A Three-Ingredients Approach to Anticipating Mesovortex Genesis

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Sunday, 2 February 2014
Hall C3 (The Georgia World Congress Center )
McKenna W. Stanford, University of South Alabama, Mobile, AL; and J. S. Schaumann and J. P. Gagan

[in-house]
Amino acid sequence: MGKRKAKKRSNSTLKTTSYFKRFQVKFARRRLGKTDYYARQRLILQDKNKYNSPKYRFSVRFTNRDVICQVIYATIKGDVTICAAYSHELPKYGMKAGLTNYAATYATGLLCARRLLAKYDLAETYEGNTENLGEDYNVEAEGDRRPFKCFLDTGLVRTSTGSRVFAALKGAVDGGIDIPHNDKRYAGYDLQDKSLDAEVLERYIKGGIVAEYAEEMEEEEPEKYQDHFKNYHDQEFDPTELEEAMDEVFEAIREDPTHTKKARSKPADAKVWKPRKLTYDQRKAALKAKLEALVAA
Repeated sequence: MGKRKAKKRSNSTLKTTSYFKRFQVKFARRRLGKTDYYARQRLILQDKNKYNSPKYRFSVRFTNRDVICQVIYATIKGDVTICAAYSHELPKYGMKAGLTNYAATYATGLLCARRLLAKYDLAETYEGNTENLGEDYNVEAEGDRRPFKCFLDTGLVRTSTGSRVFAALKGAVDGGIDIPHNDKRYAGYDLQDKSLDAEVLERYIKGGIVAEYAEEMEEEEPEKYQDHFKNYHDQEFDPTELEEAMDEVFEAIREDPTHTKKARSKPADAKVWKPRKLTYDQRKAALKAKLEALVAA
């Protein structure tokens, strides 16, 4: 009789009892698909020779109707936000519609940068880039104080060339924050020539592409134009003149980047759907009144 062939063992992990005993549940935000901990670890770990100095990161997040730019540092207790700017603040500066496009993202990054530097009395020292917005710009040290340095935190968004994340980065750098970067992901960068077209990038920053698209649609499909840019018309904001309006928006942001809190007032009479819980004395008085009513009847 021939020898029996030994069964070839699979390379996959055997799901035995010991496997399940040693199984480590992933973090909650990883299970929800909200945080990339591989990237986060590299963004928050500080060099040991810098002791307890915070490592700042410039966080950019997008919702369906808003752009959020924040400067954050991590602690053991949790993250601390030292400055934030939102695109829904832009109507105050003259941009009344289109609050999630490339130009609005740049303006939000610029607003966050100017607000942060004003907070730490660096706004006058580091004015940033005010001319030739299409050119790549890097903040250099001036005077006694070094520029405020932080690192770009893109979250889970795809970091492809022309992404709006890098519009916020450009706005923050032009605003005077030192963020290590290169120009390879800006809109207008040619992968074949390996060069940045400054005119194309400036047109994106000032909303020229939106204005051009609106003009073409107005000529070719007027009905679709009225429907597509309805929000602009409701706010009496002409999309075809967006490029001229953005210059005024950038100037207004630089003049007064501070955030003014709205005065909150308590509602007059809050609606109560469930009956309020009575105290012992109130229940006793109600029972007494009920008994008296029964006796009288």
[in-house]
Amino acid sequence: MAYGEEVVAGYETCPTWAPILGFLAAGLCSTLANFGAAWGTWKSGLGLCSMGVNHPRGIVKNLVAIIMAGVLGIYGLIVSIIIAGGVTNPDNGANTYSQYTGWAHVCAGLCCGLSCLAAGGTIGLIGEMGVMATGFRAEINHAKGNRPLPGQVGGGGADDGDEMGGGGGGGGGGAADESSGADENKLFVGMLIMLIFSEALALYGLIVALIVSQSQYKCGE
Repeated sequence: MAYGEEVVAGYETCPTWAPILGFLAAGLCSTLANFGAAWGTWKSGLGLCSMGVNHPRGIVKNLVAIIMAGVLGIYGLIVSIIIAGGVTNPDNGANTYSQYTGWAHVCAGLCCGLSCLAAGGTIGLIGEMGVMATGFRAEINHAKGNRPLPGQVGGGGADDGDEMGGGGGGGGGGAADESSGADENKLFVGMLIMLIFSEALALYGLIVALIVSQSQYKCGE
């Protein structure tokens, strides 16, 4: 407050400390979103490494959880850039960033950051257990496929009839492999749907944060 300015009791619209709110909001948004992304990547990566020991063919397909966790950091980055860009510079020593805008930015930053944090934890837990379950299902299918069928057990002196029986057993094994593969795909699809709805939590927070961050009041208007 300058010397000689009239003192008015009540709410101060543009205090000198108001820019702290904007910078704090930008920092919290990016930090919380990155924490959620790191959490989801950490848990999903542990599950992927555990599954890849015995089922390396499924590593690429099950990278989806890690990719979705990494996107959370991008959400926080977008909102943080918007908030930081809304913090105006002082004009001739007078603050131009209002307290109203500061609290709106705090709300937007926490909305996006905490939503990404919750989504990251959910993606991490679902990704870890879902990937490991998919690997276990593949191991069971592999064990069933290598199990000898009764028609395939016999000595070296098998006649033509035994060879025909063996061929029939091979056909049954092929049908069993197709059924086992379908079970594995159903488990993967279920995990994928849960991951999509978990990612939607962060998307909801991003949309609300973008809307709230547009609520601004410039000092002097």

Quasi-linear convective systems (QLCSs) have been known to pose a significant threat to life and property given their propensity to produce large swaths of wind damage as well as embedded tornadoes. Over the past few decades, warning decision forecasters (WDFs) in the National Weather Service have shown an increase in warning skill and lead time for tornadoes, though this is likely associated with tornadoes produced by supercells. In contrast, studies have shown that tornadoes generated by mesovortices within QLCSs develop on average only five minutes following mesovortex genesis. Thus, the common practice of WDFs using a developing QLCS mesovortex circulation as the driving force for issuing tornado warnings often exhibits little to no lead time. In an effort to provide WDFs with guidance for detecting QLCS tornadoes with greater accuracy and lead time, Schaumann and Przybylinski (2012) examined several QLCS events and identified three co-existing characteristics that were associated with an increased probability for mesovortex genesis and subsequent rapid intensification. (1) A portion of the QLCS exists in which the system cold pool and ambient low-level shear are nearly balanced or slightly shear dominant. (2) The 0-3 km line-normal bulk shear magnitudes are equal to or greater than 15 m s-1. (3) A rear-inflow jet or enhanced outflow causes a surge or bow in the line. The primary purpose of this study is to provide statistical analyses on a collection of cases in an attempt to verify the utility of the three-ingredients method. The meaning of these results as they apply to WDFs and the issuance of timely and accurate tornado and severe thunderstorm warnings is discussed.